To obtain the differential strain, peak positions as a function of the angle φ were fit according to Eq. (2). An example of such fits with excellent linearity is shown in Fig. S3 in the supplementary material for the (200), (020), and (002) lattice planes of Ta0.50W0.50B at a pressure of 42.4 GPa. This study focuses on the role of metal composition in determining the directional-dependent mechanical properties. The three orthogonal planes were therefore chosen because they reflect the anisotropic deformation behavior of the lattice constants a, b, and c in the orthorhombic structure. The intercept of each line gives the d-spacing under the hydrostatic equivalent stress, while the slope yields the lattice strain. Because the shear modulus is not known for these solid solutions, those data are left as the ratio of the differential stress to the aggregate shear modulus (t(hkl)/G), which is equivalent to the differential strain. These t/G values for Ta0.05W0.95B (black), Ta0.25W0.75B (red), and Ta0.50W0.50B (blue) are plotted as a function of pressure in Fig. 3. Although the shear moduli across solid solutions were not measured, their variations with metal composition are believed to be modest.43 Therefore, the general trends in t(hkl)/G can be considered as good qualitative indicators of trends in t(hkl).
Figure 3(a) shows data for t(020)/G ratio for the three samples. The trends are very similar in all cases, with the ratio initially increasing linearly with pressure, then leveling off between 20 and 30 GPa, and increasing much more slowly afterwards, ending with a plateau, which can be explained as the onset of plastic deformation or yield by a slip system.37 When the concentration of Ta is first increased from 5% to 25%, no clear change in the plateau value is observed. If we interpret the extent of supported differential strain as a yield strength estimate, this suggests that at low doping level, the hardness enhancement is not due to the strengthening of the  direction, i.e., the b-axis. However, when 50% Ta is substituted for W, the t(020)/G ratio increased from 4.6% to 5.2% at the highest value, suggesting that strengthening of the b-axis by solid solution hardening becomes more important at higher doping levels.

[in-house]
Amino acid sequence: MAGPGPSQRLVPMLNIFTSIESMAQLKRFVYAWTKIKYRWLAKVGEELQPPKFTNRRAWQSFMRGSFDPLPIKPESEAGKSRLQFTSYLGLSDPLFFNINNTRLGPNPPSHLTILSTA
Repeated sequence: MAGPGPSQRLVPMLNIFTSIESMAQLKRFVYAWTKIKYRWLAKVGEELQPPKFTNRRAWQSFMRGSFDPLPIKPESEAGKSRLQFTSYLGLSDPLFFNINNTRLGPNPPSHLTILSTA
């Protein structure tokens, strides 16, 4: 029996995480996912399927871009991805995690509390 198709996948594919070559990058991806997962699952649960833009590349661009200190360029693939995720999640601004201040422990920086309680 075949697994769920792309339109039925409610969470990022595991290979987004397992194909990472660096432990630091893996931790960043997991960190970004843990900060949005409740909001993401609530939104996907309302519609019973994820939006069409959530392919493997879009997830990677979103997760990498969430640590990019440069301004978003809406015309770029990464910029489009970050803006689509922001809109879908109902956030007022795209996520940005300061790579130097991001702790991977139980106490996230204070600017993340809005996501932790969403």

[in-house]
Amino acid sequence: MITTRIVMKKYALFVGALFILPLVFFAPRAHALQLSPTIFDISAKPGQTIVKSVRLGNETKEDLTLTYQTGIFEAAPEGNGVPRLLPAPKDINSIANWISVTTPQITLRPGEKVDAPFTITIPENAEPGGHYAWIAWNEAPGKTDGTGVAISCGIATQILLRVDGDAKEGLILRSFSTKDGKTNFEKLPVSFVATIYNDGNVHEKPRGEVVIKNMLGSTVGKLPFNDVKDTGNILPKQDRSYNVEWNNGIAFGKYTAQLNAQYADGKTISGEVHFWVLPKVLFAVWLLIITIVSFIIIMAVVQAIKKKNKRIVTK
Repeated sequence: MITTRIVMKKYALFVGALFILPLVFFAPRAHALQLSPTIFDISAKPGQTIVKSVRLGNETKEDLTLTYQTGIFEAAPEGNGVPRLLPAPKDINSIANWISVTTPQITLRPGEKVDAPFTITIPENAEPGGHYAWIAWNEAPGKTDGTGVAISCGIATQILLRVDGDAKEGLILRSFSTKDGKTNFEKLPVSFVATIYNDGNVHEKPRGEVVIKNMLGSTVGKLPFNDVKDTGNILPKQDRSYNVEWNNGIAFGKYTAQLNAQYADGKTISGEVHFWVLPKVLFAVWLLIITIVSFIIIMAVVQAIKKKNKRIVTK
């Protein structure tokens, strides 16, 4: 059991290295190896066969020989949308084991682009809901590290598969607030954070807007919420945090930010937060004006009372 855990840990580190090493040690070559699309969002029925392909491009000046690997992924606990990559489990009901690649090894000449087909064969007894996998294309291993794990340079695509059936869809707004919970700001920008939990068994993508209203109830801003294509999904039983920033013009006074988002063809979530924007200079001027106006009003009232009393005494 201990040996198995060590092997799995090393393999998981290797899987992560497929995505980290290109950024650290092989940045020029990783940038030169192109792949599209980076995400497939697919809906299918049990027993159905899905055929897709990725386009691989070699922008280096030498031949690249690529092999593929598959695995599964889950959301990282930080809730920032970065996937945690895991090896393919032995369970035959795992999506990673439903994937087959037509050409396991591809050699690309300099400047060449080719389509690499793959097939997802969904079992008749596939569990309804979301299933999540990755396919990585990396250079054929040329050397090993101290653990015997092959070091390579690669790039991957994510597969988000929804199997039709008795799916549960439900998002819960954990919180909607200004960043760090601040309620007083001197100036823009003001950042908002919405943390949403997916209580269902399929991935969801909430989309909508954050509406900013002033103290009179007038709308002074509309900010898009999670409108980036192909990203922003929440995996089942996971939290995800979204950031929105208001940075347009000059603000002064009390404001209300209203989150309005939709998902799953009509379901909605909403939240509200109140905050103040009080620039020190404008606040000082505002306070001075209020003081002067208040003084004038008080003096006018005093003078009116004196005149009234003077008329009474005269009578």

As can be seen in Fig. 3(b), the (002) plane supports a lower differential strain compared to the (200) and (002) planes. This may indicate that the  or c-axis is the weakest direction. In addition, the t(002)/G of Ta0.05W0.95B shows a plateau indicative of plastic deformation in the 20-40 GPa range with a t/G value of 1.5%, but at higher pressures, it resumes increasing. This high pressure increase in differential strain may result from work hardening effects, which are not found in either Ta0.25W0.75B or Ta0.50W0.50B. When the Ta concentration is increased from 5% to 25%, a clear increase in the t(002)/G ratio is observed, and the low pressure plateau disappears, suggesting that solid solution effects may be preventing slip in this direction. However, with a further increase in concentration to 50%, there is no additional change in t(002)/G. This behavior suggests that strengthening of the (002) plane produces large changes at low concentration of heteroatoms, but that the effect saturates at higher solid solution fractions.
Unlike the (020) and (002) planes, the trend in the (200) plane shows no plateau across the entire pressure range, indicating that the a-axis has not yielded by the highest pressure reached in this experiment [65 GPa, Fig. 3(c)]. Given that the (200) supports the highest t/G ratio among the three selected planes for all solid solutions, the  or a-axis direction appears to be the hardest direction.
One can gain some insights into the strength anisotropy by considering the structure of WB. As shown in the inset, the a-axis is dominated by strong W–B bonds, which are believed to be the cornerstone of the materials strength for monoborides,44 while the b- and c-directions involve fewer W–B bonds. In addition, the t(200)/G ratio of the three solid solutions presents nearly the same linear relationship with pressure, regardless of the dopant concentration, indicating that solid solution hardening is not pronounced along the a-axis. In other words, the intrinsically hardest direction cannot be further strengthened by solid solution hardening. Therefore, despite the fact that Ta0.50W0.50B (and all the other compositions) reach a maximum in t(200)/G with a value of 6.5% at 65 GPa, this plane does not slip at any modest pressures and so is not important for controlling material failure.